Lazy lies about welfare: oped By Derrick Z. Jackson FWD

Tom Boland (
Sun, 3 May 1998 02:16:23 -0700 (PDT)
FWD  Boston Globe  04/29/98  page A23


     By Derrick Z. Jackson, Globe Columnist

Over the last month, influential newspapers have published in-depth
accounts on how welfare reform is not getting recipients into jobs and
especially into jobs that lift them out of poverty. Despite the claims of
New York Mayor Rudolph Giuliani that slashing welfare rolls ''is probably
the best thing that we've done,'' The New York Times received so much
resistance from Giuliani for statistics that Bill Keller, the Times's
managing editor, said:

''City Hall's message seems to be that the press - and the voters and
taxpayers - should celebrate what the mayor decrees to be reforms but
should not look beyond the press releases or check the record or ask
difficult questions. That's a remarkably cynical view of the
responsibilities of public office.''

On this day Keller was right. In a larger sense the Giuliani-Times spat
serves only to underscore a stark irony. Welfare reform might not have been
born so callously had the media not been so lazy as to produce
irresponsible, cynical coverage.

In New York, less than a third of the people cut from the rolls went to
jobs. Work is being pushed on welfare mothers even though there are only
enough licensed child-care slots in the city's neediest sections for one
out of every three or four children.

There is clear evidence that New York's 33,000 workfare participants are
nothing but cheap labor. They clean and maintain streets, parks, and
buildings for between $5,000 to $12,000 in welfare benefits while Giuliani
has slashed the people who used to do those jobs for $20,000 to $40,000 a

All of this was predicted by welfare advocates. They had studies to show
there were nowhere enough jobs in large urban areas to lift people out of
poverty. They warned that recipients needed far more education, training,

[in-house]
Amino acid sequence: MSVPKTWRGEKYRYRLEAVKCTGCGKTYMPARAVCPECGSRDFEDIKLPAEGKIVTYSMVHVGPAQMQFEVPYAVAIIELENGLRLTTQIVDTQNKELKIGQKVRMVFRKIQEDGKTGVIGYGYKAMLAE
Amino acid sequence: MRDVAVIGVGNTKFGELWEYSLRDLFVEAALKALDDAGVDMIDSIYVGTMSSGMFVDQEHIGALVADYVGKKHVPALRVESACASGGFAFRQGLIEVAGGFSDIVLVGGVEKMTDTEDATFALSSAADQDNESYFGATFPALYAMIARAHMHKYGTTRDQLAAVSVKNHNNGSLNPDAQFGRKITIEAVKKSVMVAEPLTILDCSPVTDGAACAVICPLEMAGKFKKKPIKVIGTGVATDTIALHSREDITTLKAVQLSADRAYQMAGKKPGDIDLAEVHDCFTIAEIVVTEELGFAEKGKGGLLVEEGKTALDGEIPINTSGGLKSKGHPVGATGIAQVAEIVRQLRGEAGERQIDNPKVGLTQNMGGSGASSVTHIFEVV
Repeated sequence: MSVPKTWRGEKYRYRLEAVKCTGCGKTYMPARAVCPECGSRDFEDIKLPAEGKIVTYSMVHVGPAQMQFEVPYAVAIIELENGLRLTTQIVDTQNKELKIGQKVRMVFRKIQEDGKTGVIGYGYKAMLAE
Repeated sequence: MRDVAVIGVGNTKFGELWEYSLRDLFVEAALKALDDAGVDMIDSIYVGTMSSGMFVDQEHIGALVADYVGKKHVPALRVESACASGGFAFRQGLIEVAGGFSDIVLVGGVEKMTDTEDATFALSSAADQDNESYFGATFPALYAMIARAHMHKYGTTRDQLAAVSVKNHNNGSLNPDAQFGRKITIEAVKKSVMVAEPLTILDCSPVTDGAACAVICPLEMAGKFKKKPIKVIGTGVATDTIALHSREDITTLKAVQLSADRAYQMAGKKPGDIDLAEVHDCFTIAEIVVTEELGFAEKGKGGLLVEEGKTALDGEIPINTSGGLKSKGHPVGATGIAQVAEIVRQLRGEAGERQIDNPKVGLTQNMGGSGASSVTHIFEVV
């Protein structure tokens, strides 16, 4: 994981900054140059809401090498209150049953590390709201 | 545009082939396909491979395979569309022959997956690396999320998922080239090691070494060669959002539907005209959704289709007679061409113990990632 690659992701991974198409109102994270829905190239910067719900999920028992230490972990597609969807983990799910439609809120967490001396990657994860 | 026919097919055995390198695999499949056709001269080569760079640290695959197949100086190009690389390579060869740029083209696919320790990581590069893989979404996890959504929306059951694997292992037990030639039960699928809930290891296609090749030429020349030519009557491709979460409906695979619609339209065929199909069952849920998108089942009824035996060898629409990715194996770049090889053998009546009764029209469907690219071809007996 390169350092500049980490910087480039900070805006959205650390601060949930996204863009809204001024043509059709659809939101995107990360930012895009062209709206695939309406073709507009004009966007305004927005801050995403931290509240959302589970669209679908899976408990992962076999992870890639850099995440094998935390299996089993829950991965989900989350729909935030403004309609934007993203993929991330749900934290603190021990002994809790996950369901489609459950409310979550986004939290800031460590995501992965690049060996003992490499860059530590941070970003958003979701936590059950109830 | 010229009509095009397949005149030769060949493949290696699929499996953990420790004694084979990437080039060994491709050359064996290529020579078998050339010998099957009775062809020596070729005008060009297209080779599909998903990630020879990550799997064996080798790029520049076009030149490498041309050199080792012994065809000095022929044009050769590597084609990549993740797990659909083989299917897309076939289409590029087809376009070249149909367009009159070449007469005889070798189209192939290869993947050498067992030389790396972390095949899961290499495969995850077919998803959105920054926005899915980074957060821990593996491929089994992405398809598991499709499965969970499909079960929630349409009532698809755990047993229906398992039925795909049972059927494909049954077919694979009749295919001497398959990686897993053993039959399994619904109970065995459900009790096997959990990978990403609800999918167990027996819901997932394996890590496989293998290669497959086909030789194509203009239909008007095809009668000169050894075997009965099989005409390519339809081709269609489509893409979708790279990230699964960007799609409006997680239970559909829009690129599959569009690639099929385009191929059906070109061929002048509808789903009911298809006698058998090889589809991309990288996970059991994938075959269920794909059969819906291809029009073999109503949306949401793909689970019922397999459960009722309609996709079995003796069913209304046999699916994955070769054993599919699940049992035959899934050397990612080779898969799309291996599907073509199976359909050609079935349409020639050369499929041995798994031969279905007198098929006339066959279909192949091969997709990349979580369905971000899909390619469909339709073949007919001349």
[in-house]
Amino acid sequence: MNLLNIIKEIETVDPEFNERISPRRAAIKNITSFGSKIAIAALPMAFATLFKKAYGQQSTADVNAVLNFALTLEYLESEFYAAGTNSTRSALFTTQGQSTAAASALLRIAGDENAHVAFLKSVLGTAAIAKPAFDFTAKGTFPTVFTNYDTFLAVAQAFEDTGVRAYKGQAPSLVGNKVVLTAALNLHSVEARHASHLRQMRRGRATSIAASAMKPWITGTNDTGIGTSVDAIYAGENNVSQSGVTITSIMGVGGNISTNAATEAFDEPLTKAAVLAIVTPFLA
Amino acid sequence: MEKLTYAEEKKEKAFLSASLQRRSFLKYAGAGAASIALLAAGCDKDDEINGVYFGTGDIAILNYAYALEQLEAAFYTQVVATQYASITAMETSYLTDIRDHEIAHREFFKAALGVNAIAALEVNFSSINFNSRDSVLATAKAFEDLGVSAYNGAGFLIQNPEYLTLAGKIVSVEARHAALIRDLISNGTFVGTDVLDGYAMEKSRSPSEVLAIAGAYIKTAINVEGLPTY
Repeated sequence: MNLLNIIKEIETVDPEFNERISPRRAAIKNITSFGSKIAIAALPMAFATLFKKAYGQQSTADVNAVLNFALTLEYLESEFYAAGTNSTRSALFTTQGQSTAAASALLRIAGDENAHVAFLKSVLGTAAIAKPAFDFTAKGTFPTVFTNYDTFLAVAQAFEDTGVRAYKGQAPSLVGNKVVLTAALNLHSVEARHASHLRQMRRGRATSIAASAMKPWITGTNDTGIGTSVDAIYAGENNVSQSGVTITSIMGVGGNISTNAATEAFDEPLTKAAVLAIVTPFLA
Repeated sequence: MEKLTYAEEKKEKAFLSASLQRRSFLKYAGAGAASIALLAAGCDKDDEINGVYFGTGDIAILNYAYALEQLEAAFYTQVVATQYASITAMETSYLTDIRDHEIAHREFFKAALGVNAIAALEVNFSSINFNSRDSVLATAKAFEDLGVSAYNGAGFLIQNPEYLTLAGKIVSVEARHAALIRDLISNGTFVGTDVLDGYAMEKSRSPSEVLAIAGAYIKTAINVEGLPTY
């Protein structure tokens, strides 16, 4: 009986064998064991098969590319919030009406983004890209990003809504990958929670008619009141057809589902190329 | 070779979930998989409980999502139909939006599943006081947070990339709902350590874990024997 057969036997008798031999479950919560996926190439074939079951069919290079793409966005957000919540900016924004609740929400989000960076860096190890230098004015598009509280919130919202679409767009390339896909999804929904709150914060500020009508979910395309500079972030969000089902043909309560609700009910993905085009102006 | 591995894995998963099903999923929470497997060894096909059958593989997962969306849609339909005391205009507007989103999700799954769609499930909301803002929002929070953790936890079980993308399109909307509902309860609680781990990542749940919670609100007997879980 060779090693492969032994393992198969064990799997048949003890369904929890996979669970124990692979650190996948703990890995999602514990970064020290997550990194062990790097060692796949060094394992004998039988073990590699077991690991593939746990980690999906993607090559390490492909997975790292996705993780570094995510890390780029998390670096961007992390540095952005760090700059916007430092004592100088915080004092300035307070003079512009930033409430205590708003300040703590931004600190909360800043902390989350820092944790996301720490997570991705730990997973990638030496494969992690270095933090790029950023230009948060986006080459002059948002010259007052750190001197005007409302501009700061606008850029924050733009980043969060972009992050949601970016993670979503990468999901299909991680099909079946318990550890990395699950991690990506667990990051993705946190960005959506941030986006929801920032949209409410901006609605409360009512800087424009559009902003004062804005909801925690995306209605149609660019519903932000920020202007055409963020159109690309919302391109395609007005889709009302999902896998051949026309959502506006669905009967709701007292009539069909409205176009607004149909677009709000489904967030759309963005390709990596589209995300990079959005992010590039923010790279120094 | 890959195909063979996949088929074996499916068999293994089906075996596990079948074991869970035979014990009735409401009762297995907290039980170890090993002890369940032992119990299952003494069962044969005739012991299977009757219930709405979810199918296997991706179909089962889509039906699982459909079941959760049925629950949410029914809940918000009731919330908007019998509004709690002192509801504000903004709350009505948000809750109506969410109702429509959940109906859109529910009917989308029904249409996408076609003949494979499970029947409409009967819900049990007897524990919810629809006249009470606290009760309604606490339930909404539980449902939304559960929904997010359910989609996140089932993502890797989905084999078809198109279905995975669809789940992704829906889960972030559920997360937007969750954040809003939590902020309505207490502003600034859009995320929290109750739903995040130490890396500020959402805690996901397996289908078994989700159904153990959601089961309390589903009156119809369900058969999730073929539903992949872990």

and child care. They produced data that showed there was not enough public
transportation to get ex-recipients out to the suburbs, where the new jobs

The media ignored the advocates. They found it more colorful to cruise
ghettos to cast moral judgment than stake out CEOs, many of whom seem to be
paid to get rid of jobs in the United States and send them abroad. ABC's
Diane Sawyer once demanded of teenage mothers, ''Why should taxpayers pay
for your mistake? ... Answer their question.'' There is no such hounding of
corporations, whose tax breaks amount to seven times more than welfare for
the poor.

The majority of people impacted by welfare reform are women. But for 30
years, from Senator Daniel Patrick Moynihan's ''welfare dependency'' to
President Reagan's ''welfare queens'' to Charles Murray's ''Losing Ground''
to President Clinton's declaration that the biggest problem in this nation
is teenage pregnancy, nearly all the booming voices for ''reform'' have
been privileged men.

In a three-month study period in 1994-95, when welfare reform dominated the
news, Fairness and Accuracy in Reporting found that 71 percent of the
sources in stories on cutting welfare were men. Only nine percent of the
sources were researchers and advocates for women on welfare. When ABC, NBC,
and CBS all featured welfare reform on the same Sunday morning on their
meet-the-press shows, no woman on welfare debated the George Wills or Pete

Studies have shown that the blacker you make the issue, the more negative
white Americans think of it. The media aided anti-welfare sentiment by
depicting the poor as black. African-Americans are 29 percent of the poor.
In a 1996 study by Yale professor Martin Gilens, 65 percent of poor people
on the networks were African-American. African-Americans were 62 percent of
the poor portrayed in Newsweek, Time, and US News and World Report.

While Murray, Newt Gingrich, Robert Rector of the Heritage Foundation, and
many conservative governors saturated the senses with apocalyptic visions
of teenage mothers who have babies to get a welfare check, there were no
household names who were factual counterpoints. Real experts on welfare
like Kathleen Mullen Harris, author of ''Teen Mothers,'' found no such
correlation between welfare and pregnancy. Teen pregnancy looks worse today
mostly because married women are having far fewer babies.

Corporate welfare at $250 billion a year costs taxpayers seven times more
than welfare for the poor, nearly the equivalent of the budget for the
military. But the media do not spotlight tax breaks for the powerful with
seven times the power. In the Globe's major-newspaper database, the phrase
''welfare reform'' appeared 14 times more often than the phrase ''corporate

Informing the public of the failures of welfare reform is important. But
reform might not have failed so badly had the press been a fount of
balanced information at the outset instead of a collapsed dam against a
cascade of stereotypes. The media can lecture Giuliani today about his
responsibilities to the truth. Yesterday, newspapers and television helped
spread the lies.


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